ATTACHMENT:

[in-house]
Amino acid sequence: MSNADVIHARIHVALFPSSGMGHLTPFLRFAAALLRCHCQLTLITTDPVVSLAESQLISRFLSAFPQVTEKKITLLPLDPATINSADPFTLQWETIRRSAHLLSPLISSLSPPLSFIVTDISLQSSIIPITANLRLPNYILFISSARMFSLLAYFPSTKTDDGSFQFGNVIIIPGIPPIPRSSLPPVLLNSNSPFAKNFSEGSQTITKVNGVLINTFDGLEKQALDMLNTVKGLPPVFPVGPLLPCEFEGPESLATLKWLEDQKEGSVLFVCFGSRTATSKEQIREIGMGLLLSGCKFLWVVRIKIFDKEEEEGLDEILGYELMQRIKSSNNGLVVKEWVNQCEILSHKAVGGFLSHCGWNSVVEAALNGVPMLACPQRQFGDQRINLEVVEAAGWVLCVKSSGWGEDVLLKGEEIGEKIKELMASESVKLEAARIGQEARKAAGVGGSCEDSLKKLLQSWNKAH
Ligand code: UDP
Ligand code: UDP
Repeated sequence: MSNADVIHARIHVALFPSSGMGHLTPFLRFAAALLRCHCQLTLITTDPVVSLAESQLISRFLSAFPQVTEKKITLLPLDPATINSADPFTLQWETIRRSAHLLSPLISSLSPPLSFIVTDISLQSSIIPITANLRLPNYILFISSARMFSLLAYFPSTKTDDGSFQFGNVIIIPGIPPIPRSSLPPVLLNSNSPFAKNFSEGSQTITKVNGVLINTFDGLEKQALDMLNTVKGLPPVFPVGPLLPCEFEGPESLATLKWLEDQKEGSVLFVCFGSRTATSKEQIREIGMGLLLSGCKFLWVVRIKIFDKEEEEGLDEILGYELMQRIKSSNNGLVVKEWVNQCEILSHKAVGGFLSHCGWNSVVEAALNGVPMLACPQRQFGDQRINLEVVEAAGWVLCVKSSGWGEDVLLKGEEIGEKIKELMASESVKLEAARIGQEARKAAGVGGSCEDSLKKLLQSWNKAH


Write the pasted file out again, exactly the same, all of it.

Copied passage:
[in-house]
Amino acid sequence: MSNADVIHARIHVALFPSSGMGHLTPFLRFAAALLRCHCQLTLITTDPVVSLAESQLISRFLSAFPQVTEKKITLLPLDPATINSADPFTLQWETIRRSAHLLSPLISSLSPPLSFIVTDISLQSSIIPITANLRLPNYILFISSARMFSLLAYFPSTKTDDGSFQFGNVIIIPGIPPIPRSSLPPVLLNSNSPFAKNFSEGSQTITKVNGVLINTFDGLEKQALDMLNTVKGLPPVFPVGPLLPCEFEGPESLATLKWLEDQKEGSVLFVCFGSRTATSKEQIREIGMGLLLSGCKFLWVVRIKIFDKEEEEGLDEILGYELMQRIKSSNNGLVVKEWVNQCEILSHKAVGGFLSHCGWNSVVEAALNGVPMLACPQRQFGDQRINLEVVEAAGWVLCVKSSGWGEDVLLKGEEIGEKIKELMASESVKLEAARIGQEARKAAGVGGSCEDSLKKLLQSWNKAH
Ligand code: UDP
Ligand code: UDP
Repeated sequence: MSNADVIHARIHVALFPSSGMGHLTPFLRFAAALLRCHCQLTLITTDPVVSLAESQLISRFLSAFPQVTEKKITLLPLDPATINSADPFTLQWETIRRSAHLLSPLISSLSPPLSFIVTDISLQSSIIPITANLRLPNYILFISSARMFSLLAYFPSTKTDDGSFQFGNVIIIPGIPPIPRSSLPPVLLNSNSPFAKNFSEGSQTITKVNGVLINTFDGLEKQALDMLNTVKGLPPVFPVGPLLPCEFEGPESLATLKWLEDQKEGSVLFVCFGSRTATSKEQIREIGMGLLLSGCKFLWVVRIKIFDKEEEEGLDEILGYELMQRIKSSNNGLVVKEWVNQCEILSHKAVGGFLSHCGWNSVVEAALNGVPMLACPQRQFGDQRINLEVVEAAGWVLCVKSSGWGEDVLLKGEEIGEKIKELMASESVKLEAARIGQEARKAAGVGGSCEDSLKKLLQSWNKAH